[ietf-privacy] "Opportunistic encryption" and a need for a definition

Stephane Bortzmeyer <bortzmeyer@nic.fr> Tue, 19 November 2013 09:34 UTC

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Date: Tue, 19 Nov 2013 10:33:43 +0100
From: Stephane Bortzmeyer <bortzmeyer@nic.fr>
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Subject: [ietf-privacy] "Opportunistic encryption" and a need for a definition
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[Long quiet time on this list, time to resume discussions.]

In draft-cooper-ietf-privacy-requirements-01, I find:

   "Opportunistic encryption" is defined as encryption without any pre-
   arrangement specific to the pair of systems involved (e.g., by using
   a Diffie-Hellman exchange).  See [RFC4322].

I find this definition confusing (specially the reference to DH)
because it does not match the rest of the text which says:

   Where both opportunistic and one-sided or mutually
   authenticated encryption are specified, protocols MUST also protect
   against downgrade attacks so that scenarios where authentication is
   required cannot easily be manipulated into using opportunistic
   encryption which will often be subject to man-in-the-middle
   attacks.

The second paragraph seems to use OE as meaning "encryption without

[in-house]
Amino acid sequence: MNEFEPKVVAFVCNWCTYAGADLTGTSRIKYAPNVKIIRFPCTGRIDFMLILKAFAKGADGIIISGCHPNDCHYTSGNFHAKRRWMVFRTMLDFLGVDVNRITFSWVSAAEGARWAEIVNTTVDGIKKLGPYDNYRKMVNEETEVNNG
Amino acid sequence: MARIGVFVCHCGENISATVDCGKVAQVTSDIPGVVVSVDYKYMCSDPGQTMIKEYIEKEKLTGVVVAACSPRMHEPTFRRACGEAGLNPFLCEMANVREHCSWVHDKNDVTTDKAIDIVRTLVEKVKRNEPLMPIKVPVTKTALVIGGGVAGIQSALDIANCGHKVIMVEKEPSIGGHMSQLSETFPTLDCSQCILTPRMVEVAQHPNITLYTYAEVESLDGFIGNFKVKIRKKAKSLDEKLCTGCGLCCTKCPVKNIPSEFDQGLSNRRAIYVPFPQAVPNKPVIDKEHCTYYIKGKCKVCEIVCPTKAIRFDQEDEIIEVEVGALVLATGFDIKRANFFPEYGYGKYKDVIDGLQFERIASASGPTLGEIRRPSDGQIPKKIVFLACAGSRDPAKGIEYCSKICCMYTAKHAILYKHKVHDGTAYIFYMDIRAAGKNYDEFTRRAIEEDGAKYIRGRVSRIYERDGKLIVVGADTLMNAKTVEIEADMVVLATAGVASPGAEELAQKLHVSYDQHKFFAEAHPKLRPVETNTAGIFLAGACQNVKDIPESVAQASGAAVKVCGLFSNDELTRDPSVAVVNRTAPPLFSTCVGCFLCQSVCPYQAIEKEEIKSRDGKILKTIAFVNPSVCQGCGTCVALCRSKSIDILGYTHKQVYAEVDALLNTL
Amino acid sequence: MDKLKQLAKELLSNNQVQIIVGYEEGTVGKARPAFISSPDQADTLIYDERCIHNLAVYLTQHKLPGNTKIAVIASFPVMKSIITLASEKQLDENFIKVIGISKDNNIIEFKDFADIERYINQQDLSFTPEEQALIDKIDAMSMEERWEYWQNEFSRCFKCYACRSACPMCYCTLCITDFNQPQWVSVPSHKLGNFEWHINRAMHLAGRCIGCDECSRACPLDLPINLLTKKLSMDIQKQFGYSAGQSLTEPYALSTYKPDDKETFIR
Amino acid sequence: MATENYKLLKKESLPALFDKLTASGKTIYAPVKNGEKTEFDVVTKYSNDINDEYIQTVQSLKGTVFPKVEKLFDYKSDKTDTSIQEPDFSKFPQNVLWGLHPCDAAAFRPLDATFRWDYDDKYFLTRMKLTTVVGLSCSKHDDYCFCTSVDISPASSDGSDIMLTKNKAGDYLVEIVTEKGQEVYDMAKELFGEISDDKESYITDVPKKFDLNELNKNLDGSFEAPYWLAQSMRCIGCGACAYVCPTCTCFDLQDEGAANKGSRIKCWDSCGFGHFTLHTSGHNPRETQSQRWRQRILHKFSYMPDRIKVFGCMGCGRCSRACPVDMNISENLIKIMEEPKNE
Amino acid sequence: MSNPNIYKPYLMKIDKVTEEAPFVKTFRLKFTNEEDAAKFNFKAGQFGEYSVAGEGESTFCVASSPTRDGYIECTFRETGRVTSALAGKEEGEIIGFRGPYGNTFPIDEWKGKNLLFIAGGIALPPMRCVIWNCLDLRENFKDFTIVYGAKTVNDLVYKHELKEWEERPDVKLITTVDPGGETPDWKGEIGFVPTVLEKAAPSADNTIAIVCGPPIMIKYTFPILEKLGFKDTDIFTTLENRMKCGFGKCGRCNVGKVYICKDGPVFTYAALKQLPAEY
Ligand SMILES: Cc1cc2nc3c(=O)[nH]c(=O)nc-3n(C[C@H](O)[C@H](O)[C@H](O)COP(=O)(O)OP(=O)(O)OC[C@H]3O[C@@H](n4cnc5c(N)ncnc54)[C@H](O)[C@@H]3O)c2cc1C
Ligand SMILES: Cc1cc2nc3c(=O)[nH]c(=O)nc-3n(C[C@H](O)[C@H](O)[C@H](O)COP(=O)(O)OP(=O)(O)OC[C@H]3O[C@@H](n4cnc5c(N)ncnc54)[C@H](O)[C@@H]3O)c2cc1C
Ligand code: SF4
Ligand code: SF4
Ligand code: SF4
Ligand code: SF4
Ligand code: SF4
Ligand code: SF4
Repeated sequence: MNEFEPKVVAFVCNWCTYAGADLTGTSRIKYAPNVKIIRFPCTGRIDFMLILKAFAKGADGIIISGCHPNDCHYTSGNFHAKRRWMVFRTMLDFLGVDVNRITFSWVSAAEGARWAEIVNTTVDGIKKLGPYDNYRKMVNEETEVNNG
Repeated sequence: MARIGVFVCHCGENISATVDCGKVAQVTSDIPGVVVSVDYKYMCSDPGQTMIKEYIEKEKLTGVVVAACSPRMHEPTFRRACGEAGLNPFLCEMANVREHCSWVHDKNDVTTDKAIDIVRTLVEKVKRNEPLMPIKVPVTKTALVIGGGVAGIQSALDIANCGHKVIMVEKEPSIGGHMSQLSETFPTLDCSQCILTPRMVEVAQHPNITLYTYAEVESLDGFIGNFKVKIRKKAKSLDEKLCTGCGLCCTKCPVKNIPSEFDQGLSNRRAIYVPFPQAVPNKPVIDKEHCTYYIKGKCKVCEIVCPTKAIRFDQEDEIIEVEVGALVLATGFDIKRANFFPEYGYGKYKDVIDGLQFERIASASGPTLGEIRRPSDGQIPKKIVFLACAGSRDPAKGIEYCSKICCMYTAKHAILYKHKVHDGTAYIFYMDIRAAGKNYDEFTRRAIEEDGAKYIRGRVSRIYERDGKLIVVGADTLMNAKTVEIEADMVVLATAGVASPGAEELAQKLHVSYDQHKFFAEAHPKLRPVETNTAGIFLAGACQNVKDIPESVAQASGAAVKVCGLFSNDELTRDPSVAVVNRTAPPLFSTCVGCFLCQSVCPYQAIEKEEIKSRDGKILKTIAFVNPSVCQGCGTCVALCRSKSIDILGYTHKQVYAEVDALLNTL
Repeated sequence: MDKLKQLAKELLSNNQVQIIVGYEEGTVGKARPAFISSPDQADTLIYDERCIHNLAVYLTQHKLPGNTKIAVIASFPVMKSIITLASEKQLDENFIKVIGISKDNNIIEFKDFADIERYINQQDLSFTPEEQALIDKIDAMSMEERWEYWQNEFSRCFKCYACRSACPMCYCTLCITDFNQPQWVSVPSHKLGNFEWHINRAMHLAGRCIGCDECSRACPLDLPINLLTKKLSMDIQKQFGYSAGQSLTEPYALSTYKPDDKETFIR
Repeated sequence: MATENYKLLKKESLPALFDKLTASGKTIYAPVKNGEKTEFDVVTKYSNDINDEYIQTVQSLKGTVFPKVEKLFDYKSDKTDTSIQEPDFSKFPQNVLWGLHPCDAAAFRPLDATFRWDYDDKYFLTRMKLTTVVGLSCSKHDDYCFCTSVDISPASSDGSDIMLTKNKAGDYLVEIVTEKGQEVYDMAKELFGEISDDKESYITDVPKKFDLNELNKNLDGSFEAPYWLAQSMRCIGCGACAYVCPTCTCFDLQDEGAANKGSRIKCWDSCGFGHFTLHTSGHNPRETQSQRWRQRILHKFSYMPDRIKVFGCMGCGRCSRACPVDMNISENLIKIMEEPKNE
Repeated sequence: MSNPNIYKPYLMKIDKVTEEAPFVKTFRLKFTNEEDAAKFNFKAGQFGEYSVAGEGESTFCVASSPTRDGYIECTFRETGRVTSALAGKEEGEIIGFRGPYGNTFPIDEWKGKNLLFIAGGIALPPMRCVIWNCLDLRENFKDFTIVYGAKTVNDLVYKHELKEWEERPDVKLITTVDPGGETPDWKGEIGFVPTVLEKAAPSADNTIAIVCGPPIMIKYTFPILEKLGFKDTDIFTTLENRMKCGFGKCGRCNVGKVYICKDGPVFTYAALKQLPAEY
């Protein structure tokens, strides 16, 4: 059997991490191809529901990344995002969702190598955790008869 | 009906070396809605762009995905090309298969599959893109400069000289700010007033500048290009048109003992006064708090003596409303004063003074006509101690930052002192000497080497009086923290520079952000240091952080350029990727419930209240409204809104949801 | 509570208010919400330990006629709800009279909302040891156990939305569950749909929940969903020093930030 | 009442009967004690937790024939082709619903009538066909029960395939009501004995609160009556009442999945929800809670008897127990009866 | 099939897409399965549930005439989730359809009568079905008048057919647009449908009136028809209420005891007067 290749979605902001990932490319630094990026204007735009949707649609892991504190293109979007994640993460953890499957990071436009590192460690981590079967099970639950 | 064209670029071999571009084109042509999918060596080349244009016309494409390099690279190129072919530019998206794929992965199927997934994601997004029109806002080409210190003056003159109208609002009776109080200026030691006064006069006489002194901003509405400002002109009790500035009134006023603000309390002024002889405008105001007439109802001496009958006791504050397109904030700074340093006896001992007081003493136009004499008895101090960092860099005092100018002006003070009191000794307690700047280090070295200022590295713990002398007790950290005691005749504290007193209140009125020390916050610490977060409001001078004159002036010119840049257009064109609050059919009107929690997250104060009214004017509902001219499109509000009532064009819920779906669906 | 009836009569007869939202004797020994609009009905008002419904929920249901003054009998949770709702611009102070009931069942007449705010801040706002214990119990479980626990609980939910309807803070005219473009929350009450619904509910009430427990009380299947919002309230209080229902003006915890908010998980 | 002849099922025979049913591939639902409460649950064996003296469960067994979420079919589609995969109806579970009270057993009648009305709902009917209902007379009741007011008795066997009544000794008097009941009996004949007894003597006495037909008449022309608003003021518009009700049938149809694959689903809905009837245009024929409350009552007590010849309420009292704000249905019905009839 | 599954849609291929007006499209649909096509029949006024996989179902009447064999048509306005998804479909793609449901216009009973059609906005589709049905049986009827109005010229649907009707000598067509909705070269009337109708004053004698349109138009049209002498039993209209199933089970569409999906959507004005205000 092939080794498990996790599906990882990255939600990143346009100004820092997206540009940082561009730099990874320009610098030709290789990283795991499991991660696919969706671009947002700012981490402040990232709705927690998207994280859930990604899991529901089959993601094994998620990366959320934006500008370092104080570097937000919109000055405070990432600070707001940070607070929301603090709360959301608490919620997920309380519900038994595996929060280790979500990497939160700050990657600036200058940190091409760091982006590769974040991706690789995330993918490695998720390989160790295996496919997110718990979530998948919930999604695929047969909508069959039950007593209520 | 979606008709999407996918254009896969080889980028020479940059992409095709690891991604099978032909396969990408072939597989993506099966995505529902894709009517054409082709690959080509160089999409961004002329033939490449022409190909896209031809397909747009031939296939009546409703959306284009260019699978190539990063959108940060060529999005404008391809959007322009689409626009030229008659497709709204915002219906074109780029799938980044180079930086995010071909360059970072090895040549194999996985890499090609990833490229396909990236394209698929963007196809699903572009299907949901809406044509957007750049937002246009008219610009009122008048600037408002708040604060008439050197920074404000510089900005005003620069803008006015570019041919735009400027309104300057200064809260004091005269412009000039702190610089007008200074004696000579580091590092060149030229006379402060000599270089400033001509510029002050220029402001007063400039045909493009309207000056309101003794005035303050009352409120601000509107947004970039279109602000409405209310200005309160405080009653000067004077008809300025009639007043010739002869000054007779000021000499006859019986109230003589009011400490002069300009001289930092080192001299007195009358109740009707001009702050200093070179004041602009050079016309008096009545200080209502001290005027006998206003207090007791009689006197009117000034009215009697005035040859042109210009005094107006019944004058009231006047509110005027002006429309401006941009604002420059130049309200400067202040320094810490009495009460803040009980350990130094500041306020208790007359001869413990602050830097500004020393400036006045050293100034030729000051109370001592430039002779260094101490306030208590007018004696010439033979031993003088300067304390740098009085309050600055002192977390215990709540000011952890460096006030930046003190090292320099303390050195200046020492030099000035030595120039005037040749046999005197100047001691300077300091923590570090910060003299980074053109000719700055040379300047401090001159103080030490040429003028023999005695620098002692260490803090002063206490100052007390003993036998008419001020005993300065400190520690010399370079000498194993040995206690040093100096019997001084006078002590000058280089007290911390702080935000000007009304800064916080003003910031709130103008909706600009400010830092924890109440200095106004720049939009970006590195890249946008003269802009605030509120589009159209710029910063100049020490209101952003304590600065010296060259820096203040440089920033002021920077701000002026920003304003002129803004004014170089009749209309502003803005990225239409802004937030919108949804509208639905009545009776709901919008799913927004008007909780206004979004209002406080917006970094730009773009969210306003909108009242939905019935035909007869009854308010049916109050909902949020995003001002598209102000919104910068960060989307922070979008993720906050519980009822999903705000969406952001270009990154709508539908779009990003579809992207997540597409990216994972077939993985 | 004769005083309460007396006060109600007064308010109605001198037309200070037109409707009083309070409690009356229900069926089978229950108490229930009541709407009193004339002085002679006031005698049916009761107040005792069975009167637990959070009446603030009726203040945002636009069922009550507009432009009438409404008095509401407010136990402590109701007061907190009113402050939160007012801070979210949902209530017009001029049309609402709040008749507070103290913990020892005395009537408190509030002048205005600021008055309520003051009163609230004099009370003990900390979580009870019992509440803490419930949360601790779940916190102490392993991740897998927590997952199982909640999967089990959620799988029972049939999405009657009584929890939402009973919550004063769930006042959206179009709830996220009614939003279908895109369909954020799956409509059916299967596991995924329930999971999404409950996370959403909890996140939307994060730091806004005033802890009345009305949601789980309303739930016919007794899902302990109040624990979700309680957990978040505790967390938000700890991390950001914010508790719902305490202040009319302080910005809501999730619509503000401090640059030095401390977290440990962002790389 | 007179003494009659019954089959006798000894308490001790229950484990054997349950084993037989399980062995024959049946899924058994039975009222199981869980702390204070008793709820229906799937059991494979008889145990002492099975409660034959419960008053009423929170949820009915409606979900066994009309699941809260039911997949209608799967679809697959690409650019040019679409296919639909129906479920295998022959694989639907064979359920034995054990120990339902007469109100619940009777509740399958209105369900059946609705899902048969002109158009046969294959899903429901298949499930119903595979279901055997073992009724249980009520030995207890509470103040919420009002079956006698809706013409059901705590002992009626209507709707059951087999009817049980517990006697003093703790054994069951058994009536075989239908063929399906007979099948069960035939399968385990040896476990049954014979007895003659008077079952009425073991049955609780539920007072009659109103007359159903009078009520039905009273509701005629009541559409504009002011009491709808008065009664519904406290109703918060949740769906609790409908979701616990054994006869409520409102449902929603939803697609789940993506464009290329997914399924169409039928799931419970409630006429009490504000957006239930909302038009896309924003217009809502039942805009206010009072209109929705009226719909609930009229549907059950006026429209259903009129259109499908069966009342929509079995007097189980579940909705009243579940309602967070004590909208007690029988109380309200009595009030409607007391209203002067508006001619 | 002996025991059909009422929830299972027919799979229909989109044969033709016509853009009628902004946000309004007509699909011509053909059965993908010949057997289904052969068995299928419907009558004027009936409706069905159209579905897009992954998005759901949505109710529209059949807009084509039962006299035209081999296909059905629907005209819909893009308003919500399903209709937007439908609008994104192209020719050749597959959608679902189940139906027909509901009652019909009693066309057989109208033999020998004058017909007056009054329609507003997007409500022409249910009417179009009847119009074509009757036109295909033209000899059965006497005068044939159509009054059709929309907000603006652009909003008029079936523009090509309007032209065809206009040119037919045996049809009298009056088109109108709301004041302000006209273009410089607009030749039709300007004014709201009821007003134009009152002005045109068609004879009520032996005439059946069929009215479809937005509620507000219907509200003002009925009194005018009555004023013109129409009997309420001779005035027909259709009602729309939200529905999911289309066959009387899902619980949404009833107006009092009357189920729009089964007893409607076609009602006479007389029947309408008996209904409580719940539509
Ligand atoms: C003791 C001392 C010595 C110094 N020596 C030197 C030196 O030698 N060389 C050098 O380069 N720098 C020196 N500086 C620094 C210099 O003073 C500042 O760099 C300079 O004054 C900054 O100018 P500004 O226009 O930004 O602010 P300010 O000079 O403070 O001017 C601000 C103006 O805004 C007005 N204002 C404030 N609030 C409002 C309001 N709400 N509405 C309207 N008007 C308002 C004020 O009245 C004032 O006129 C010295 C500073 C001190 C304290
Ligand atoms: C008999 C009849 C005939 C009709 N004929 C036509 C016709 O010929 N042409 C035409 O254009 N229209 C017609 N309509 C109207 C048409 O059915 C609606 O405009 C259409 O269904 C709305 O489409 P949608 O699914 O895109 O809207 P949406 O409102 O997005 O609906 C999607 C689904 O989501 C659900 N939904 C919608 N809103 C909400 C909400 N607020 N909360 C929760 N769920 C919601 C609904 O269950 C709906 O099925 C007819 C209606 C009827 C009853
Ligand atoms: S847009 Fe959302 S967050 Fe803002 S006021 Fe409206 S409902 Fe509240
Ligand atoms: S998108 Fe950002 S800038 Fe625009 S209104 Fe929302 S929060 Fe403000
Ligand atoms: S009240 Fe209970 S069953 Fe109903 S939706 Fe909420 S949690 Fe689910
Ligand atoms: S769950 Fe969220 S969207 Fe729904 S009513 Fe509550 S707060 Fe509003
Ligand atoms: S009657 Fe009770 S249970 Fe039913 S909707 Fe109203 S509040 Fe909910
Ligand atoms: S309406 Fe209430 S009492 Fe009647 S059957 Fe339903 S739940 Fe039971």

authentication" (which is indeed vulnerable to man-in-the-middle
attacks). This is also how "opportunistic" is used in RFC 5386.

The first paragraph (and RFC 4322) have a different meaning, OE being
"encryption without peer-specific setup" (and therefore being
authenticated, and not vulnerable to man-in-the-middle attacks).

The discussions in Vancouver were very confused as well. Everyone was
talking about OE but with a different definition in mind. I strongly
suggest that we need either to have one definition and to stick with
it (the current draft is self-contradictory). Or to give in and to
stop using the term OE, poorly defined, and too loaded.

Do not that Wikipedia has a third definition of OE (encryption with a
fallback to an unencrypted
mode) http://en.wikipedia.org/wiki/Opportunistic_encryption